Inviting friends, stating preferences, building virtual assets, and learning to use new features are all commitments that improve the service for the user. These investments can be leveraged to make the trigger more engaging, the action easier, and the reward more exciting with every pass through the hook.

As Doreen enjoys endlessly scrolling Pinterest, she builds a desire to keep the things that delight her. By collecting items, she’ll give the site data about her preferences. Soon she will follow, pin, re-pin, and make other investments, increasing her ties to the site and priming her for future loops through the hook.

Hooked Customers, How to Build Habit Forming Products

Witnessing the Birth Of A Superpower?

As companies combine their increased connectivity to consumers with the ability to collect, mine, and process customer data faster, we face a future where everything becomes potentially more habit-forming.

Habit-forming design is indeed a superpower. Habits can enhance people’s lives with entertaining and even healthful routines if used for good. If used to exploit, habits can turn into wasteful addictions.

But, like it or not, habit-forming technology is already here. Having greater access to the Internet through our various devices also gives companies greater access to us. As companies combine this greater access with the ability to collect and process our data faster than ever, we face a future where everything becomes more addictive.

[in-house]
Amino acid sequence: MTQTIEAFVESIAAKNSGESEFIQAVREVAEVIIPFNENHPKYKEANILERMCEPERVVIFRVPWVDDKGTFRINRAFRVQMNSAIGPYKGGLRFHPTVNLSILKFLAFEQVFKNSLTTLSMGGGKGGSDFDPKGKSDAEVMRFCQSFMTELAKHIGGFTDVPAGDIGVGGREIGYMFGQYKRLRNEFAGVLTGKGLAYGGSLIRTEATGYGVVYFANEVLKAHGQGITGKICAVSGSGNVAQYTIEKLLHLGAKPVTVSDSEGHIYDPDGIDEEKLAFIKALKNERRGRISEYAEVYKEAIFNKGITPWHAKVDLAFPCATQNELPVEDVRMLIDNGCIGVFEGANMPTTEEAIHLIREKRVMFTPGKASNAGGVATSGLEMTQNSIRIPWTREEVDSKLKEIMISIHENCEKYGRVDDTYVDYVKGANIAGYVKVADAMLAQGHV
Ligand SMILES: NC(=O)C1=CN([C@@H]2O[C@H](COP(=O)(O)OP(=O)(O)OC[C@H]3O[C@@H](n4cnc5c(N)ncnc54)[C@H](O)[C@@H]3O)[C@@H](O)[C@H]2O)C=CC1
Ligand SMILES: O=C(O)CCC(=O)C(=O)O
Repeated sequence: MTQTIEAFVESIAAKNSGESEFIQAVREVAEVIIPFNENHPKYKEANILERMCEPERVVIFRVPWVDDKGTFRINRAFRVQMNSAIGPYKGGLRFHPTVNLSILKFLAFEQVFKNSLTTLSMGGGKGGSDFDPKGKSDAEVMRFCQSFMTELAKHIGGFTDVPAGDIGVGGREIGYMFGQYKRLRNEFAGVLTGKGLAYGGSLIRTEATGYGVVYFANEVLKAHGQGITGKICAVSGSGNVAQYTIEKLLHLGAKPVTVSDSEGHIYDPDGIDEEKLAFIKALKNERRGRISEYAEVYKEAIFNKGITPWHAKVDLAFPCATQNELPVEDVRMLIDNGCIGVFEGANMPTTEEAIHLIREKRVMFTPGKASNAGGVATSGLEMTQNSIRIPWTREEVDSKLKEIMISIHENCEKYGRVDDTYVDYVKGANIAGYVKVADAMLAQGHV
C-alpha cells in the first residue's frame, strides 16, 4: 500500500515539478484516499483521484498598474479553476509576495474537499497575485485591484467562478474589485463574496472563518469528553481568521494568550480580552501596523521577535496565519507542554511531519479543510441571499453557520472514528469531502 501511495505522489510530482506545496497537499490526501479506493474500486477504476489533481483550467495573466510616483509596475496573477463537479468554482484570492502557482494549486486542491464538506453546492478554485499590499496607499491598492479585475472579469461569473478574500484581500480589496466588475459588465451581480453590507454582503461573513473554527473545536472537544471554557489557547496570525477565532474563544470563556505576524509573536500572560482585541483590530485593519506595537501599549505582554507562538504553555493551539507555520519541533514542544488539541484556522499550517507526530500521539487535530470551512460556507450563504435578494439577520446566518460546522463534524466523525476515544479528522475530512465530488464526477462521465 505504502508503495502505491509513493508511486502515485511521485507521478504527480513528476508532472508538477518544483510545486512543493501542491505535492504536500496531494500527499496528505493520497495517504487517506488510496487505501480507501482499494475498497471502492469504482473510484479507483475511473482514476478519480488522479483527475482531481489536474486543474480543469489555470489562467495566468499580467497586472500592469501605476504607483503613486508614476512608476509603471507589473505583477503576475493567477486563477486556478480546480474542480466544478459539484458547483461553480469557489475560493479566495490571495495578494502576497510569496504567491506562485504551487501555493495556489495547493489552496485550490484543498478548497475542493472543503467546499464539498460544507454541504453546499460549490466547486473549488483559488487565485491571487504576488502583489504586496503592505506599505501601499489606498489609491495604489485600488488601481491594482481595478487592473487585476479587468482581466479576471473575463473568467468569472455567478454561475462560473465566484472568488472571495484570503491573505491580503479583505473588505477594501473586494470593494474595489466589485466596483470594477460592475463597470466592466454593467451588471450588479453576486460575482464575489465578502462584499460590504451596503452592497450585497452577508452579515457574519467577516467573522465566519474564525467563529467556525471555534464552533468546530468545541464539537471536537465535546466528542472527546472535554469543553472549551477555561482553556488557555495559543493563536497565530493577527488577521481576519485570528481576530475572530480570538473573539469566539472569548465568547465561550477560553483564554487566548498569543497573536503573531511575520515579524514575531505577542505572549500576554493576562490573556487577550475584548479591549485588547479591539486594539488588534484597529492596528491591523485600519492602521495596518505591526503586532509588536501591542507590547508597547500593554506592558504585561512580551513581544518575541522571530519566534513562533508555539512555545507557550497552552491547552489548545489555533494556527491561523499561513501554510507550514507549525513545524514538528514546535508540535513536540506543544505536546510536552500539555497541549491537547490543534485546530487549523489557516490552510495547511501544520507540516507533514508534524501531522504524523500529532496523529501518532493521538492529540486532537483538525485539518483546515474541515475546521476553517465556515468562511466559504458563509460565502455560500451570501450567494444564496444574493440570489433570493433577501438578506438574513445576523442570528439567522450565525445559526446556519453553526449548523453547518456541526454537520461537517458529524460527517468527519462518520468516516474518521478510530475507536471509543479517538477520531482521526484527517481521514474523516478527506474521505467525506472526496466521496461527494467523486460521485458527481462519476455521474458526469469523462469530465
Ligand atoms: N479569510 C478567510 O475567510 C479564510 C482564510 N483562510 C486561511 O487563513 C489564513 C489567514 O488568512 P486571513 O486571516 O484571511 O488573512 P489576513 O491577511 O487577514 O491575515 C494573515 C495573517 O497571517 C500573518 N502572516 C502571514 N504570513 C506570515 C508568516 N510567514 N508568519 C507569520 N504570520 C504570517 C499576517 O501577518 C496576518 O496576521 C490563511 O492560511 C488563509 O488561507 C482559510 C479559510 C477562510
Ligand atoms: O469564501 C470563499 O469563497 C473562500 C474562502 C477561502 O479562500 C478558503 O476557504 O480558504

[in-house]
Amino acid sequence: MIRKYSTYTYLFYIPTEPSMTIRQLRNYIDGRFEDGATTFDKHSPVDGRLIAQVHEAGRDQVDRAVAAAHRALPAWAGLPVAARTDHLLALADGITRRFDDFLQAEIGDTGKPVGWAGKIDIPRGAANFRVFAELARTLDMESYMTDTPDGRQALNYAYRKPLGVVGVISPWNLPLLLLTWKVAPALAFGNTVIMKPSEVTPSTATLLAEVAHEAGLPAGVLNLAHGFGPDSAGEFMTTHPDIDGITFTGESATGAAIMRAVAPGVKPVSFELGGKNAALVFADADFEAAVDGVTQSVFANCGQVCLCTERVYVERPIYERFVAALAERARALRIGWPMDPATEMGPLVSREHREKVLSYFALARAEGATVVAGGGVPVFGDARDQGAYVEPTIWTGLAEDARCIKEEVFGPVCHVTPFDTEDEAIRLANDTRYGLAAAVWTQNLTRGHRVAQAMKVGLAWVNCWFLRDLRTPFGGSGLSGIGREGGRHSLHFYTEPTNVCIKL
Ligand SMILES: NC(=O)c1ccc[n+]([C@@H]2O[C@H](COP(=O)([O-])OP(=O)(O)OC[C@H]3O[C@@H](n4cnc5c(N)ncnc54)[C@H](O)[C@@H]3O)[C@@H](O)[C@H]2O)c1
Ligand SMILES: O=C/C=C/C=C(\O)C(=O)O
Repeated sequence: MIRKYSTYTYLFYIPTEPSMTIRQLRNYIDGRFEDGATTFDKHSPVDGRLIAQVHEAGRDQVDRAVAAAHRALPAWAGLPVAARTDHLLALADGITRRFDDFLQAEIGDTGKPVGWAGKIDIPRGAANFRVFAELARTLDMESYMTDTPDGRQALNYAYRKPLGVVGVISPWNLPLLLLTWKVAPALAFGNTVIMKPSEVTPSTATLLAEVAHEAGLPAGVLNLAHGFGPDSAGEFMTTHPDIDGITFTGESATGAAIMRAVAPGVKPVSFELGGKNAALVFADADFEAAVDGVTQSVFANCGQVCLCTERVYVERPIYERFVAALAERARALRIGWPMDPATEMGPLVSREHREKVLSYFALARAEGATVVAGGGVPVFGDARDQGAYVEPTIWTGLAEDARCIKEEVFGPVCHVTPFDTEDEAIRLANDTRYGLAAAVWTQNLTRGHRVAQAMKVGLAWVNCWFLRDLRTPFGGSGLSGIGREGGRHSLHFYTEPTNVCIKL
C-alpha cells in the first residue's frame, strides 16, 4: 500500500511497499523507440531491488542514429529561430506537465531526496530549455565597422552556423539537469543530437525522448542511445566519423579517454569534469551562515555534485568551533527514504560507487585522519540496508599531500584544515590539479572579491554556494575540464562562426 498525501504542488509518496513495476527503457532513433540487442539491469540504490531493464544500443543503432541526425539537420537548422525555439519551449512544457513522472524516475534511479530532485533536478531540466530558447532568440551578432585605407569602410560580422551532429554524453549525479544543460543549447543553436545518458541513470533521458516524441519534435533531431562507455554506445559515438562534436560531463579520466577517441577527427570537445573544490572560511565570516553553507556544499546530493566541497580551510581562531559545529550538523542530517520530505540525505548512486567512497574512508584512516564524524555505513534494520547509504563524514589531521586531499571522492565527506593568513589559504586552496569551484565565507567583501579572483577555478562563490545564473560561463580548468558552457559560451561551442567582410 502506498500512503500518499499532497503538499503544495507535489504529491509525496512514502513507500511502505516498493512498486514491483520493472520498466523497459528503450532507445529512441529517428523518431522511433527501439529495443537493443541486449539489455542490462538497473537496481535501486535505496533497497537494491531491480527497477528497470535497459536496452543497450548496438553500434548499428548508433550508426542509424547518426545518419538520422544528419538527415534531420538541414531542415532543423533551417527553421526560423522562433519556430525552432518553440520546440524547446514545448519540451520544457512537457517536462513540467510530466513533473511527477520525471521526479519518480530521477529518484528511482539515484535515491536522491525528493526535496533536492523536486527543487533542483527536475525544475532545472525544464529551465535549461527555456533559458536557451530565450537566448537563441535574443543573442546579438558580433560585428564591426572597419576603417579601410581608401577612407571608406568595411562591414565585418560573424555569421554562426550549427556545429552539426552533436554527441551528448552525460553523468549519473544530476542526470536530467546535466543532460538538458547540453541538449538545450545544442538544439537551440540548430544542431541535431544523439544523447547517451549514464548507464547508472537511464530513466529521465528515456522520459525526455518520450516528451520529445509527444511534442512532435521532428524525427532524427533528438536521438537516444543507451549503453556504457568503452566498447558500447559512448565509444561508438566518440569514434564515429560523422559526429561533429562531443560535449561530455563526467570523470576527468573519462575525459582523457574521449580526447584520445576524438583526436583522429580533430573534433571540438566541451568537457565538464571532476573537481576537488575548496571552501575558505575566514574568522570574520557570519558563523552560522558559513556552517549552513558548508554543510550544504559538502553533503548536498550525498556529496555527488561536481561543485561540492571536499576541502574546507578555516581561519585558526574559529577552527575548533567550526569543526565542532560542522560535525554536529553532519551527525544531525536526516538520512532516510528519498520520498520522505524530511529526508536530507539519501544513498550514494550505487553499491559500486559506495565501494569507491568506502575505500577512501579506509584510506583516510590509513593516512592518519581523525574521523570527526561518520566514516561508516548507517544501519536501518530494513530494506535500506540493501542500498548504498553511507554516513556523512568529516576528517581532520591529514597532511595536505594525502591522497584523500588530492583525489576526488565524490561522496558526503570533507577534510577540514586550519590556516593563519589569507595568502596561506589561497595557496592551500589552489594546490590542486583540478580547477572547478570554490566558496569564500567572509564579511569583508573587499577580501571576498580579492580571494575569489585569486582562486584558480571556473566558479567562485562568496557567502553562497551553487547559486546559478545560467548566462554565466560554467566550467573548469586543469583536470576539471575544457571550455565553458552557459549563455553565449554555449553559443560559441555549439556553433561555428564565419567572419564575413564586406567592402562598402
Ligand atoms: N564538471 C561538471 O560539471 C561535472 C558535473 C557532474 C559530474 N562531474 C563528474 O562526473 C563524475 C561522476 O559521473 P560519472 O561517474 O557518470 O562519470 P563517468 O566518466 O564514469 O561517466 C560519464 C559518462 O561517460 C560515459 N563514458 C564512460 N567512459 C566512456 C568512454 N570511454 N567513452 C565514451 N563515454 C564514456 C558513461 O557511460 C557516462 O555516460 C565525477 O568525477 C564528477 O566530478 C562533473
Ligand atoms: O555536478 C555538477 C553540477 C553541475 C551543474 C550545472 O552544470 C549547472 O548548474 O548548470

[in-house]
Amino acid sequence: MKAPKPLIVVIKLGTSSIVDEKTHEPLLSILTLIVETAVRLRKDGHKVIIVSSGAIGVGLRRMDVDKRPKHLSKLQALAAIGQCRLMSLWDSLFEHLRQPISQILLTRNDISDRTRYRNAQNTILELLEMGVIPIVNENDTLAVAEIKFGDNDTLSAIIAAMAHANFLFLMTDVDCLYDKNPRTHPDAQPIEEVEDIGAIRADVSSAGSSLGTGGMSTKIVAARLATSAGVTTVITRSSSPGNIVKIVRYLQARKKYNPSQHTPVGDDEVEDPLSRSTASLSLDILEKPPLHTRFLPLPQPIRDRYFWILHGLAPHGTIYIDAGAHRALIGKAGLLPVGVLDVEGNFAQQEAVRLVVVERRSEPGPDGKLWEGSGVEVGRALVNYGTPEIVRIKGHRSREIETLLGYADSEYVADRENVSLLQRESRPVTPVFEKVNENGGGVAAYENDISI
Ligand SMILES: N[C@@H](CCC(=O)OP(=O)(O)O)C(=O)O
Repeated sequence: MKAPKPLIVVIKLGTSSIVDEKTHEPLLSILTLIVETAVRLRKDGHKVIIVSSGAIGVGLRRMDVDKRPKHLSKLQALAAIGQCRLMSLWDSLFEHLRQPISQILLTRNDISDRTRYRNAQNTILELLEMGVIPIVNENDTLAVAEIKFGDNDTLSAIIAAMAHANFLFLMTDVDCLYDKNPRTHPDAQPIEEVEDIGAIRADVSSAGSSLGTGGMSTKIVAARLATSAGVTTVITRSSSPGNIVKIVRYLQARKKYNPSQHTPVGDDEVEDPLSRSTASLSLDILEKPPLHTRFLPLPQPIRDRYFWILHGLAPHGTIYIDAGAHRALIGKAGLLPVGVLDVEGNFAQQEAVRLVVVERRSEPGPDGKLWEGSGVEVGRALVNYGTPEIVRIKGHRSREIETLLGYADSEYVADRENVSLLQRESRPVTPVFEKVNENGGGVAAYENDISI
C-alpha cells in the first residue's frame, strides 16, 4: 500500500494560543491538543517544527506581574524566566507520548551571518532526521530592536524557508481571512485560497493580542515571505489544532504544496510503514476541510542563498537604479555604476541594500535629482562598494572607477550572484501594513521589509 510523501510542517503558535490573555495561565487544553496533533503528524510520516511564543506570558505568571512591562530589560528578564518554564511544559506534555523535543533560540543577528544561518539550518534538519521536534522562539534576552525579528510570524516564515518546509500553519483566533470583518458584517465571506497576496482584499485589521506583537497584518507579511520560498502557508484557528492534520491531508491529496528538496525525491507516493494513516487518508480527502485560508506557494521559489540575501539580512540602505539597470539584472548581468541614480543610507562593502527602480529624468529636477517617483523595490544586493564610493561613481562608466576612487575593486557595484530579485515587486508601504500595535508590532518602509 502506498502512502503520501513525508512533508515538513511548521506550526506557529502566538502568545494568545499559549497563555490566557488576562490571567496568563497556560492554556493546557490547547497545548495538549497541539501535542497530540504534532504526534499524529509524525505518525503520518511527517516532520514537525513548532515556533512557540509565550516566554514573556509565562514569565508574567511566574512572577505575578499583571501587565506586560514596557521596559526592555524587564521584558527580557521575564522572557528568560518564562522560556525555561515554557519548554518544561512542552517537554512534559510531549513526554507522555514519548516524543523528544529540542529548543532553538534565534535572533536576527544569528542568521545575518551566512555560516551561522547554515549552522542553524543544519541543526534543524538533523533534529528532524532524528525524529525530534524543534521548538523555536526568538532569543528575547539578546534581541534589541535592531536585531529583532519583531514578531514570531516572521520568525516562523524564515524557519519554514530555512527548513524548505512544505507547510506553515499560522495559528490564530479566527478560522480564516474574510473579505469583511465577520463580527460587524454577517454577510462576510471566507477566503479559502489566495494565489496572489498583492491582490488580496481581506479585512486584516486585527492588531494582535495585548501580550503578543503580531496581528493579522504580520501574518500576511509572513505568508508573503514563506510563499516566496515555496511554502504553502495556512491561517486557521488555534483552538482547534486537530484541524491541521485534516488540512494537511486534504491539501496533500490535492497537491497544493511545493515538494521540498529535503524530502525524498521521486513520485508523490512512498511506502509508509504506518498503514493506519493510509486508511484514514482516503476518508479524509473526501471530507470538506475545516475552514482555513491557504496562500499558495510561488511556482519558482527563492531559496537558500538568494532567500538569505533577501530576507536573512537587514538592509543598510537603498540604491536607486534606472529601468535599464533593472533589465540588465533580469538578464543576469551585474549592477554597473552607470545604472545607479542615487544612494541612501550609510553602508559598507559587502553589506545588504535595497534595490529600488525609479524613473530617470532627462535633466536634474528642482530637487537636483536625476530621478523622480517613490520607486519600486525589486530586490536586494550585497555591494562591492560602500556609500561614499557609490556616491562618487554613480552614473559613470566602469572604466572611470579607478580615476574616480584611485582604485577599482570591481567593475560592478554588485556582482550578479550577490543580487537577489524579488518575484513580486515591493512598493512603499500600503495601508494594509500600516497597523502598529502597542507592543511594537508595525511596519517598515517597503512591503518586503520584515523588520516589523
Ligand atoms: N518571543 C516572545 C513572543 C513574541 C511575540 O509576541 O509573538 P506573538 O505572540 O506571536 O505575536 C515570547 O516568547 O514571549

This trinity of access, data, and speed creates new opportunities for habit-forming technologies to hook users. Companies need to know how to harness the power of hooks to improve people’s lives. In contrast, consumers need to understand the mechanics of behavior engineering to protect themselves from unwanted manipulation.

Big companies like Google, Facebook, Twitter, retailers, and thousands of application developers are now positioned to keep users engaged in their websites and program behaviors. This is what digital marketing has become. It’s all about interactive operant conditioning designed to program behaviors to sell you something and keep you hooked for lifetime customer value monetization.


Hooked: How to Build Habit-Forming Products, Nir Eyal